England filthy at video umpire

England were left seething on Thursday after a video review decision left their first Test hopes hanging in the balance.

Star batsman Jonathan Trott was filthy at being given out lbw early in England's second innings, despite evidence to suggest he may have hit the ball not being available to the third umpire.

On-field umpire Aleem Dar turned down Mitchell Starc's appeal, but the Australians wanted the decision reviewed.

Man upstairs Marais Erasmus then overturned the decision despite it emerging he didn't examine all the evidence.

"Trotty hit it and was given not out on the field. Whatever happened after that I'm not sure," said perplexed England fast bowler, James Anderson.

"It's frustrating that it got overruled or overturned. I'm not sure what went on."

Reports suggested a fault to do with the television broadcast meant Erasmus didn't see a crucial side-on view of HotSpot which appeared to show a nick before the ball cannoned into Trott's pads.

Given the malfunction, England were scratching their heads as to why the benefit of the doubt wasn't given to the batsman and demanded an immediate explanation from the ICC.

England were left reeling at 2-11, before Alastair Cook (35) and Kevin Pietersen (35) steadied the ship with the home side 2-80 at stumps with an overall lead of 15.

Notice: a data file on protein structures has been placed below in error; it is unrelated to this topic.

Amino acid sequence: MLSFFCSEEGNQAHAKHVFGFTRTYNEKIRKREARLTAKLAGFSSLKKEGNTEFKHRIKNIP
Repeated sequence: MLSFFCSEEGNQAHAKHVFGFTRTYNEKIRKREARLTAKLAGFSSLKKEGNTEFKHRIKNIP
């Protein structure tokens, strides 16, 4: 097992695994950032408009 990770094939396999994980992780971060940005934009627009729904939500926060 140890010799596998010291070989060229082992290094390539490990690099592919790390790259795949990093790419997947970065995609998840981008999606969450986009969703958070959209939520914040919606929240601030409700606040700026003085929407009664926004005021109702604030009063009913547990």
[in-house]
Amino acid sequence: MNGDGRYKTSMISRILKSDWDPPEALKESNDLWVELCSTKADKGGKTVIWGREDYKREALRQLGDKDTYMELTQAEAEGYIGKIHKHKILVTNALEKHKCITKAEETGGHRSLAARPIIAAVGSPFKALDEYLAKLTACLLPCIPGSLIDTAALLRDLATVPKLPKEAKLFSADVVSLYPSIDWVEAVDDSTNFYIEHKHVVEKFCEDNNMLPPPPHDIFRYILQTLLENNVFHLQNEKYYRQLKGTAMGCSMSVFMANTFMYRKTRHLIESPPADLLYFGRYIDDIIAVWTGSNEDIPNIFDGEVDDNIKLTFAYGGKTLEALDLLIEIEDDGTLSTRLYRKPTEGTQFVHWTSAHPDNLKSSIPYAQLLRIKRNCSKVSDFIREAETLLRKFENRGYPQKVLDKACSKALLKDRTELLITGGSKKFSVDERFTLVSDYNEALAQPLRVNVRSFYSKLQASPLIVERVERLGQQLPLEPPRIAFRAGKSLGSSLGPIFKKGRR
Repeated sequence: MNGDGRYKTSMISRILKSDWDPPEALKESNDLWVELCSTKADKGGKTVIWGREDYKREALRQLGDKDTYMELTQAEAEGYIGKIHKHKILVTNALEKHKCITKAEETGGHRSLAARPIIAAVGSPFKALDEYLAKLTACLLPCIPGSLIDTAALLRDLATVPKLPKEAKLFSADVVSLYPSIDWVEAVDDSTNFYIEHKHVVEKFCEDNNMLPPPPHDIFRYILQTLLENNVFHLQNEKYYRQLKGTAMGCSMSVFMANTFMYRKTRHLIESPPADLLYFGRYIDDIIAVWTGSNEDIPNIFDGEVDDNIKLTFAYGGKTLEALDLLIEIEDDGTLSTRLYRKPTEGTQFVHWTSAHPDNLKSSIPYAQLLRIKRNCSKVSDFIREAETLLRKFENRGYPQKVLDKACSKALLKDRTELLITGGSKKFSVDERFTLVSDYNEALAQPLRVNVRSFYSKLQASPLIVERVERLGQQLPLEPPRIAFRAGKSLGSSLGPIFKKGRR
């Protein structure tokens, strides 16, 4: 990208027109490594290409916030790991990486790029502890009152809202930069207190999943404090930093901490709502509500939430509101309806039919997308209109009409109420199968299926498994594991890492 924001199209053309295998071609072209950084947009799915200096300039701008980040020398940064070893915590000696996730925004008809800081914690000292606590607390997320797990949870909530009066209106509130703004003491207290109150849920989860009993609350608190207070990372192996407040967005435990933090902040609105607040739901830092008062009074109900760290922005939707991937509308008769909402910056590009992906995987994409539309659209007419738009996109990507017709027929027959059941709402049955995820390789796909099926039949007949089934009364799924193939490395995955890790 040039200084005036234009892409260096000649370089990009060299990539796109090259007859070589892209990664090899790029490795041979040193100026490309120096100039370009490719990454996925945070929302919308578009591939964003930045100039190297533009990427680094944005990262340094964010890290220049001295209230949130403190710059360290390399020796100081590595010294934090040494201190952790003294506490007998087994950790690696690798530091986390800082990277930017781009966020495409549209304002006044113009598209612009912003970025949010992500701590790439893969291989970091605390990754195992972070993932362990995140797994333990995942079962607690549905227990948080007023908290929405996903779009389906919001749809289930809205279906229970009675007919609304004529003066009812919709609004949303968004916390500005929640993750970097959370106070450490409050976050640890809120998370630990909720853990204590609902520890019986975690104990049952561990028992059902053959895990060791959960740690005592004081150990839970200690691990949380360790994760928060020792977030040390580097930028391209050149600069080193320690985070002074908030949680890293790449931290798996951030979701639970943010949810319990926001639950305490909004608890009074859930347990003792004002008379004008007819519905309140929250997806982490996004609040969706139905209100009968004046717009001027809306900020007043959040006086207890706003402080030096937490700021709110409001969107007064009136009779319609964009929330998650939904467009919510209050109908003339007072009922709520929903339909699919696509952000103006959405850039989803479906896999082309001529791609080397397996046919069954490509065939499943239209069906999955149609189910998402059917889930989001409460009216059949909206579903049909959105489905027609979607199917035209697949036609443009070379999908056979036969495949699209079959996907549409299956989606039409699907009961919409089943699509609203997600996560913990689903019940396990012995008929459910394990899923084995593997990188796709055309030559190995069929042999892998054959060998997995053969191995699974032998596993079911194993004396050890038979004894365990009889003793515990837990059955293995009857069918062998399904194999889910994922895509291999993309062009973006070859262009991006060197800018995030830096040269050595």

England also felt they should have had miracle man Ashton Agar out stumped for 6, with Australia still 84 runs in arrears.

But Erasmus fairly enough deemed there wasn't conclusive evidence, and Agar went on to make 98 runs and give Australia a 65-run first innings lead.

Agar said he felt he made it back into his ground when facing Graeme Swann, but England keeper Matt Prior was adamant he'd taken the bails off in time.

"I thought it was out, yeah. But I saw it on the big screen, so hard to tell," said Anderson.

"(Prior) was pretty confident it was out."

The bad luck hasn't been one-sided though, with Australia having three lbw reviews go against them so far in the match, because of the decision of the on-field umpire.

In the first innings James Anderson was given not out, but Hawk-Eye showed the ball could have been clipping leg and the decision couldn't be overturned.

Joe Root received the same benefit in the second innings.

In Australia's first innings, Chris Rogers was given out by the on-field umpire over a line-ball call, which meant that when reviewed, the decision stood.

James Anderson (5-85) and Swann (2-60) got England on a roll early on day two, before loose bowling let the Australians fight their way back.